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Mark Barley: Purchase price for U.S. Sugar acreage a bargain

Even great land deals not without critics

December 30, 2008

Mark Barley - Guest Opinion

http://news-press.com/article/20081230/OPINION/812300315/1015/opinion

True restoration of America's famed River of Grass was given long overdue hope Dec. 16, when the South Florida Water Management District voted to buy 180,000 acres from the U.S. Sugar Corp.

This purchase of sugar cane fields will provide critical land for storing, treating and moving water needed for Everglades restoration. The acquisition will lead to clean water for people and nature, not to mention the return of the abundant wildlife that once characterized South Florida.

Like all great land deals this one is not without its critics. But the $1.3 billion purchase price is a bargain when all its benefits are considered.

Everglades restoration has been hindered by the refusal of sugar companies to sell land at a fair price in order to allow additional treatment and storage projects to be built. Now the public can get this land at a reasonable price. In fact, taxpayers will save billions of dollars by not carrying out the former plan, which depended on expensive, piecemeal manipulation of water. How long can Florida afford to simply clean up water polluted by others? Now we can let the water flow from Lake Okeechobee south, getting cleaner rather than dirtier along the way, through a managed system of reservoirs and wetlands.

Removing much of the land now farmed from sugar cane production will reduce runoff from phosphorus saturated soils - runoff that harms wildlife habitat and pollutes the Everglades. The economic benefits that people will enjoy, including enthusiastic tourism coming back to life, a vibrant Lake Okeechobee filled with fish and fowl for the public and our tourists, are alone enough to justify the purchase. Yet, the ultimate benefit of no longer managing our water system primarily for sugar production leaves open the financially smart option of solving South Florida's water supply woes once and for all by using less to irrigate sugar.

People also matter and for too long the communities of the Everglades Agricultural Area have been held hostage to sugar cane companies. The mayor of Pahokee, an incredibly impoverished area, pleaded recently for freedom from the encirclement of "Big Sugar," which has stifled the town's growth and continues to cause misery. Lake communities, really company towns, will need help in the future, when after a seven-year lease, the U.S. Sugar land is finally used for restoration. But those communities now have a new lease on life. They can plan an alternative making use of their most attractive asset - being near the Everglades and Lake Okeechobee.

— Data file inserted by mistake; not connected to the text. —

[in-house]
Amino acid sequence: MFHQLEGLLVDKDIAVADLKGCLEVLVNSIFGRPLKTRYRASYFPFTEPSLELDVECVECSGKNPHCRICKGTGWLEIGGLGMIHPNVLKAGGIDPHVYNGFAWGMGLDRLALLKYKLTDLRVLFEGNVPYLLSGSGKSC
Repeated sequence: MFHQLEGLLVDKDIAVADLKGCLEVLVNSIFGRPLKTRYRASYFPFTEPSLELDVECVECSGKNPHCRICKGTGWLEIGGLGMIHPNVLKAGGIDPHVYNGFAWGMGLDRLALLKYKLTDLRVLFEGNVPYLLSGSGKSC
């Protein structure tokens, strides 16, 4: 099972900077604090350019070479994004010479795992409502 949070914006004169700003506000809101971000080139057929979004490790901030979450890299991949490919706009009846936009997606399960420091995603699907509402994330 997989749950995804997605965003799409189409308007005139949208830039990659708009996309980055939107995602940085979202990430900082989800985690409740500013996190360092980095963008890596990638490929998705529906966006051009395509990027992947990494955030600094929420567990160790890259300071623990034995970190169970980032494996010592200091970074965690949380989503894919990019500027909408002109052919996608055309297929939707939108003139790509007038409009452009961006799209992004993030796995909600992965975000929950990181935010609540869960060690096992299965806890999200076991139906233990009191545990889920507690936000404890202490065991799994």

The communities will benefit also from the construction of infrastructure and projects necessary to re-establish the historic connection between Lake Okeechobee and the fabled River of Grass. The system of storage and treatment projects will provide jobs for years to come. The residents of Glades and Hendry counties and the city of Clewiston also now have the opportunity to pursue economic development including an "inland port" (an intermodal complex to transport goods).

Before this historic vote, the opportunity and flexibility of storing and cleaning water on such a large scale could not be contemplated. The existing state-federal Comprehensive Everglades Restoration Plan, in tandem with the Northern Everglades program championed by Governor Crist in 2007 to restore and protect Lake Okeechobee, the St. Lucie and Caloosahatchee rivers and their respective estuaries, can finally be made to work in a way that really works for the communities depending upon clean water and recovered fisheries. The people around Lake Okeechobee deserve nothing less. For too long, they have suffered in relative silence.

This purchase is an opportunity for us all - the citizens of this state, our environment and ultimately our economy. Granted, it requires some daring and adventure and with that comes some fear and doubt. Mostly it requires vision, something woefully lacking before Governor Crist suggested this approach to Everglades restoration.